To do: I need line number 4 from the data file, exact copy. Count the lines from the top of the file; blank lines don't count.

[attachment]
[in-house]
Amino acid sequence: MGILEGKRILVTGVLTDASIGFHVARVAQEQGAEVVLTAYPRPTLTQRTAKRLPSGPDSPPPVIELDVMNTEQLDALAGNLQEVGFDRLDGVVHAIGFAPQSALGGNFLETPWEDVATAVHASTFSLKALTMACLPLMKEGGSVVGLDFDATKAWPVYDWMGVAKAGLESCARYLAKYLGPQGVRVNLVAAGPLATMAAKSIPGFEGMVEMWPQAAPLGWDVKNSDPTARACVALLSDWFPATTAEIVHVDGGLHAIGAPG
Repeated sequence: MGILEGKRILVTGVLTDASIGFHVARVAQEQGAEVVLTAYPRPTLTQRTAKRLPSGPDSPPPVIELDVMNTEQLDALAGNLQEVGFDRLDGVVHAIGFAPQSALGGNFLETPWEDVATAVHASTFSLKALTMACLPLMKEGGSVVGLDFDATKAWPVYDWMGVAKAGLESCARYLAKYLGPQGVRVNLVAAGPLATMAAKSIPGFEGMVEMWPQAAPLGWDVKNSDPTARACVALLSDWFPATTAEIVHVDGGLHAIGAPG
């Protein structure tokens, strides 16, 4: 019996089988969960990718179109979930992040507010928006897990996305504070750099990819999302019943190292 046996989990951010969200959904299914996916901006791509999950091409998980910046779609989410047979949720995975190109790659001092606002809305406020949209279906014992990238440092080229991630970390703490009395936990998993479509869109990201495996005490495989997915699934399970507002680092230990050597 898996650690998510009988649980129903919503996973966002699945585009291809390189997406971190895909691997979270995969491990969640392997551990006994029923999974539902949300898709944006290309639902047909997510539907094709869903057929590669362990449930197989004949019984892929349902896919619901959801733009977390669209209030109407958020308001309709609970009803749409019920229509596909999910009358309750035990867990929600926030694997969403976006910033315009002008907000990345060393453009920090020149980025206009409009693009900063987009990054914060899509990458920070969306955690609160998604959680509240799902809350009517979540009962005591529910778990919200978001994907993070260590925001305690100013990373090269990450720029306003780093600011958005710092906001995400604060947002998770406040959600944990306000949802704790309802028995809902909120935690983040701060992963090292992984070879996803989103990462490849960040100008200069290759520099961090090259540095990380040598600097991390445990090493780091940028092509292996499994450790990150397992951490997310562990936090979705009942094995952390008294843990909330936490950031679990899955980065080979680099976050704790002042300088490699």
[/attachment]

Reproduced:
């Protein structure tokens, strides 16, 4: 019996089988969960990718179109979930992040507010928006897990996305504070750099990819999302019943190292 046996989990951010969200959904299914996916901006791509999950091409998980910046779609989410047979949720995975190109790659001092606002809305406020949209279906014992990238440092080229991630970390703490009395936990998993479509869109990201495996005490495989997915699934399970507002680092230990050597 898996650690998510009988649980129903919503996973966002699945585009291809390189997406971190895909691997979270995969491990969640392997551990006994029923999974539902949300898709944006290309639902047909997510539907094709869903057929590669362990449930197989004949019984892929349902896919619901959801733009977390669209209030109407958020308001309709609970009803749409019920229509596909999910009358309750035990867990929600926030694997969403976006910033315009002008907000990345060393453009920090020149980025206009409009693009900063987009990054914060899509990458920070969306955690609160998604959680509240799902809350009517979540009962005591529910778990919200978001994907993070260590925001305690100013990373090269990450720029306003780093600011958005710092906001995400604060947002998770406040959600944990306000949802704790309802028995809902909120935690983040701060992963090292992984070879996803989103990462490849960040100008200069290759520099961090090259540095990380040598600097991390445990090493780091940028092509292996499994450790990150397992951490997310562990936090979705009942094995952390008294843990909330936490950031679990899955980065080979680099976050704790002042300088490699």